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World class computing and information science research at Strathclyde...

The Strathprints institutional repository is a digital archive of University of Strathclyde's Open Access research outputs. Strathprints provides access to thousands of Open Access research papers by University of Strathclyde researchers, including by researchers from the Department of Computer & Information Sciences involved in mathematically structured programming, similarity and metric search, computer security, software systems, combinatronics and digital health.

The Department also includes the iSchool Research Group, which performs leading research into socio-technical phenomena and topics such as information retrieval and information seeking behaviour.

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Use of a solvent-free dry matrix coating for quantitative matrix-assisted laser desorption ionization imaging of 4-bromophenyl-1,4-diazabicyclo(3.2.2)nonane-4-carboxylate in rat brain and quantitative analysis of the drug from laser microdissected tissue regions

Goodwin, R J A and Scullion, P and Macintyre, L and Watson, D G and Pitt, A R (2010) Use of a solvent-free dry matrix coating for quantitative matrix-assisted laser desorption ionization imaging of 4-bromophenyl-1,4-diazabicyclo(3.2.2)nonane-4-carboxylate in rat brain and quantitative analysis of the drug from laser microdissected tissue regions. Analytical Chemistry, 82 (9). pp. 3868-3873.

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Abstract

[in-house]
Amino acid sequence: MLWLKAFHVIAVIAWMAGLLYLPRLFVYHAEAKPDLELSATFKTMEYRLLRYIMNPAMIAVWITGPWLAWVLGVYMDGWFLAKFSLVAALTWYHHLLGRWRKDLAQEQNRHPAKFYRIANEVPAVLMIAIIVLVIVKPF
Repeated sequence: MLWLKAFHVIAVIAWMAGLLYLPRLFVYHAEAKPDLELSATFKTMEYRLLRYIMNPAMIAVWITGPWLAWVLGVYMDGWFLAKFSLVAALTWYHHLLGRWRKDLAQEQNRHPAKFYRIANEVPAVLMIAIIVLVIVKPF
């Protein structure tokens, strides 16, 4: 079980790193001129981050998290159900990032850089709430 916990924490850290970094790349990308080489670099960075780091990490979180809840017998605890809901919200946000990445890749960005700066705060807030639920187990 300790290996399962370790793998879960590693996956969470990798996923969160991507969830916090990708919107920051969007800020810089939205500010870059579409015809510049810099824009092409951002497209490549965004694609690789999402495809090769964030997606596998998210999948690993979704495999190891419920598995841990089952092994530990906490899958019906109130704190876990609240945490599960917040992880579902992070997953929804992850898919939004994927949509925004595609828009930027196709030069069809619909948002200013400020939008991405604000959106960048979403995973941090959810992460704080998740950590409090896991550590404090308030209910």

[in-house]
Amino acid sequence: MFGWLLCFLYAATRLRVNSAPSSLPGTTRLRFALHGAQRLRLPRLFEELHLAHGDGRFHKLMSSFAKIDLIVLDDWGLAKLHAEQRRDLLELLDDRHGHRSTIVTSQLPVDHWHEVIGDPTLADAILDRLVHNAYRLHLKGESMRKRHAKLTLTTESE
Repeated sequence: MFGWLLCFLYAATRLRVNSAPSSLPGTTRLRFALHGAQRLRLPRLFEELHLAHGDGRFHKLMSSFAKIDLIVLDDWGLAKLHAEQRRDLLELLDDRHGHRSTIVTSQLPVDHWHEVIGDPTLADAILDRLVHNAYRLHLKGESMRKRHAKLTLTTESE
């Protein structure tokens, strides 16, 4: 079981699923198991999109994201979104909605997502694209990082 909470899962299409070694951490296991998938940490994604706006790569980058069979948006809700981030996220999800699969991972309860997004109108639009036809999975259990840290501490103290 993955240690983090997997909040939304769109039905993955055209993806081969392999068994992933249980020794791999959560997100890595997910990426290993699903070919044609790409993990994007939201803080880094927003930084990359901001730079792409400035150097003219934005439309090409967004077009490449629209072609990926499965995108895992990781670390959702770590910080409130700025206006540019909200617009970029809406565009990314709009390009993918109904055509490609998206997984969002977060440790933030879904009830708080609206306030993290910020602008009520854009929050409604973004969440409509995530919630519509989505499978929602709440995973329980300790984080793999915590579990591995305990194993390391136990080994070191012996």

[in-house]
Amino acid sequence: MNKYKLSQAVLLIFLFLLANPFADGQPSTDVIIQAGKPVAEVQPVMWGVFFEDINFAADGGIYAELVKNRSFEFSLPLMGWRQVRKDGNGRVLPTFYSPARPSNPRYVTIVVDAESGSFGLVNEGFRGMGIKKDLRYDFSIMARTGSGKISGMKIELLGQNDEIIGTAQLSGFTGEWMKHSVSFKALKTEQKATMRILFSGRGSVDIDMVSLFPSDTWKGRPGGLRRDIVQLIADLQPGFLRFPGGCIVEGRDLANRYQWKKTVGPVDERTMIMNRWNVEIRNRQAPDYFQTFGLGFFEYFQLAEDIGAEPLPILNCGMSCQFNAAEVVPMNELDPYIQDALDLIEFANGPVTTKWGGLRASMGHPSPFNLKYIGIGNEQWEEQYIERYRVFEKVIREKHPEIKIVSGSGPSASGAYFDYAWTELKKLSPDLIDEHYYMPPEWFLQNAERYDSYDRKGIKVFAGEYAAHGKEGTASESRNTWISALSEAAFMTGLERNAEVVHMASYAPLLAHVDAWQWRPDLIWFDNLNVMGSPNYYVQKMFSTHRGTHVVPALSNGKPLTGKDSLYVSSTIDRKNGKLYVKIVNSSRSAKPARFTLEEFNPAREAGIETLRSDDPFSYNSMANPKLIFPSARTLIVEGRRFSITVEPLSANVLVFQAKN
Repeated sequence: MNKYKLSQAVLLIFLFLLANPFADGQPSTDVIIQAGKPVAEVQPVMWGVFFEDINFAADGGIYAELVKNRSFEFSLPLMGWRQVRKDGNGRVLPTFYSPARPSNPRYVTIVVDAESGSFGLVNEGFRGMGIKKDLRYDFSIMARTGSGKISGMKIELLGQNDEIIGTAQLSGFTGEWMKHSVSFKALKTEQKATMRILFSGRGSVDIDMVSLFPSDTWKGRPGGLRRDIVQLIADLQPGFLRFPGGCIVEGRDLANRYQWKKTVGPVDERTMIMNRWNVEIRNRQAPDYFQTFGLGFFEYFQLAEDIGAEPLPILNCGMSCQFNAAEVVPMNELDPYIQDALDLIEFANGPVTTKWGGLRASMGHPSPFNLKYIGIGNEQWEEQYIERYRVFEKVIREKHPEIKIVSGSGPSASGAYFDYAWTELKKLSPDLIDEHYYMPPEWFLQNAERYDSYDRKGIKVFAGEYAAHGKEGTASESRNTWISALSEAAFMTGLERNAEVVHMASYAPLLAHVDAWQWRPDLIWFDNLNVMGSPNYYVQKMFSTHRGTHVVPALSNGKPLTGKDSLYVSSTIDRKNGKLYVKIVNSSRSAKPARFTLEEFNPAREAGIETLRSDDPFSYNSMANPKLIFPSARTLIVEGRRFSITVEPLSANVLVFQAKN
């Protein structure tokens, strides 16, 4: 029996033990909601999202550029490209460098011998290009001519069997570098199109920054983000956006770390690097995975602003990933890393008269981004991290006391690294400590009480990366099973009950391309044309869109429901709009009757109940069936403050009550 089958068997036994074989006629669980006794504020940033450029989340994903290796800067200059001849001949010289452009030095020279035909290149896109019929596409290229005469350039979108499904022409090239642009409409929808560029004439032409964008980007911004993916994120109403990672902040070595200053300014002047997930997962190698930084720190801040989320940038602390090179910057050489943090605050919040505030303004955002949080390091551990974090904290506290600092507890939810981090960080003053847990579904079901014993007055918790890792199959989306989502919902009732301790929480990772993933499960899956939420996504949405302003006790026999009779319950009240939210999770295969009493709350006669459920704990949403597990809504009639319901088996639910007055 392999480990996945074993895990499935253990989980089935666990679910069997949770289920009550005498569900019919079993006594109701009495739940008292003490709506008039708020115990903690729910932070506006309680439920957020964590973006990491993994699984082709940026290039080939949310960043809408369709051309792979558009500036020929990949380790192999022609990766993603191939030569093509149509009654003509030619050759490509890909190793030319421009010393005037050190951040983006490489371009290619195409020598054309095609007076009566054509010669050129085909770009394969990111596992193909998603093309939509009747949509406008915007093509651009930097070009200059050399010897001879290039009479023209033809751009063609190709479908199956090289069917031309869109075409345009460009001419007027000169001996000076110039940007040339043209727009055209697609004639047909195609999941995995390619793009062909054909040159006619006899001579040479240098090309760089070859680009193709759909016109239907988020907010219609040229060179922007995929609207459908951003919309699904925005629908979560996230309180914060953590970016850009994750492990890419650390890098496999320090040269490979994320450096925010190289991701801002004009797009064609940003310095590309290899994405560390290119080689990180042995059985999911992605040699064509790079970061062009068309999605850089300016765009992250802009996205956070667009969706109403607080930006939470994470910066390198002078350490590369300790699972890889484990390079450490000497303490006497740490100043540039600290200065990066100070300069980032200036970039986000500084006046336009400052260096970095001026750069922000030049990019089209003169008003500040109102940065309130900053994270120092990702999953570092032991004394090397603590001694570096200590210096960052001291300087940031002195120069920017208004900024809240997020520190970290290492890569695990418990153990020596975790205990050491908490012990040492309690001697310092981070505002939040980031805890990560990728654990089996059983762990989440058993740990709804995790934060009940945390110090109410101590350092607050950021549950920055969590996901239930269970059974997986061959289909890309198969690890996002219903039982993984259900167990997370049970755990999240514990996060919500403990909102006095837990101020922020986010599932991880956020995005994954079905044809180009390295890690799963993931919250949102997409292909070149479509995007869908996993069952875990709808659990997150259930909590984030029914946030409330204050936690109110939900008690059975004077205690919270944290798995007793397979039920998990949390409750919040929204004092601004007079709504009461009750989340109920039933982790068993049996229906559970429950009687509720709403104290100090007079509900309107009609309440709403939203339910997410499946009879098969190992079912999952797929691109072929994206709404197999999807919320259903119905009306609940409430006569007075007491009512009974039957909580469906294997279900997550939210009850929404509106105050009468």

A dry matrix application for matrix-assisted laser desorption/ionization mass spectrometry imaging (MALDI MSI) was used to profile the distribution of 4-bromophenyl-1,4-diazabicyclo(3.2.2)nonane-4-carboxylate, monohydrochloride (BDNC, SSR180711) in rat brain tissue sections. Matrix application involved applying layers of finely ground dry alpha-cyano-4-hydroxycinnamic acid (CHCA) to the surface of tissue sections thaw mounted onto MALDI targets. It was not possible to detect the drug when applying matrix in a standard aqueous-organic solvent solution. The drug was detected at higher concentrations in specific regions of the brain, particularly the white matter of the cerebellum. Pseudomultiple reaction monitoring imaging was used to validate that the observed distribution was the target compound. The semiquantitative data obtained from signal intensities in the imaging was confirmed by laser microdissection of specific regions of the brain directed by the imaging, followed by hydrophilic interaction chromatography in combination with a quantitative high-resolution mass spectrometry method. This study illustrates that a dry matrix coating is a valuable and complementary matrix application method for analysis of small polar drugs and metabolites that can be used for semiquantitative analysis.